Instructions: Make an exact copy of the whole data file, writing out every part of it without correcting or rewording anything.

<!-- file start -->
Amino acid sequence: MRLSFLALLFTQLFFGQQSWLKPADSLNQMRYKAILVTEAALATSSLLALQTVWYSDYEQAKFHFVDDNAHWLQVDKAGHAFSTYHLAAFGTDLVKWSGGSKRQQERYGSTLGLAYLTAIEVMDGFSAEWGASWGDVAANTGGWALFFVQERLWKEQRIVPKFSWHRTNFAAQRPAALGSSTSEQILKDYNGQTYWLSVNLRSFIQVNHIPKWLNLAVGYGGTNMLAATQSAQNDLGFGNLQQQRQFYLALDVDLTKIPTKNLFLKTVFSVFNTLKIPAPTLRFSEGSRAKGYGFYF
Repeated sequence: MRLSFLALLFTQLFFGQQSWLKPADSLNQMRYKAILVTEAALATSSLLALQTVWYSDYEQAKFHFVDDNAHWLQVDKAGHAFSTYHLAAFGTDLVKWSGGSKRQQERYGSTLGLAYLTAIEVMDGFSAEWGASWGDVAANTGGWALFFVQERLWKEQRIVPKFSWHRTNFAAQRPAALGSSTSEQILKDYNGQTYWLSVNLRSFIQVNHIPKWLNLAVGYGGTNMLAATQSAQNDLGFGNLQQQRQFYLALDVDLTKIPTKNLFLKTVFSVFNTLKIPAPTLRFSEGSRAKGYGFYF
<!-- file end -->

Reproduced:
Amino acid sequence: MRLSFLALLFTQLFFGQQSWLKPADSLNQMRYKAILVTEAALATSSLLALQTVWYSDYEQAKFHFVDDNAHWLQVDKAGHAFSTYHLAAFGTDLVKWSGGSKRQQERYGSTLGLAYLTAIEVMDGFSAEWGASWGDVAANTGGWALFFVQERLWKEQRIVPKFSWHRTNFAAQRPAALGSSTSEQILKDYNGQTYWLSVNLRSFIQVNHIPKWLNLAVGYGGTNMLAATQSAQNDLGFGNLQQQRQFYLALDVDLTKIPTKNLFLKTVFSVFNTLKIPAPTLRFSEGSRAKGYGFYF
Repeated sequence: MRLSFLALLFTQLFFGQQSWLKPADSLNQMRYKAILVTEAALATSSLLALQTVWYSDYEQAKFHFVDDNAHWLQVDKAGHAFSTYHLAAFGTDLVKWSGGSKRQQERYGSTLGLAYLTAIEVMDGFSAEWGASWGDVAANTGGWALFFVQERLWKEQRIVPKFSWHRTNFAAQRPAALGSSTSEQILKDYNGQTYWLSVNLRSFIQVNHIPKWLNLAVGYGGTNMLAATQSAQNDLGFGNLQQQRQFYLALDVDLTKIPTKNLFLKTVFSVFNTLKIPAPTLRFSEGSRAKGYGFYF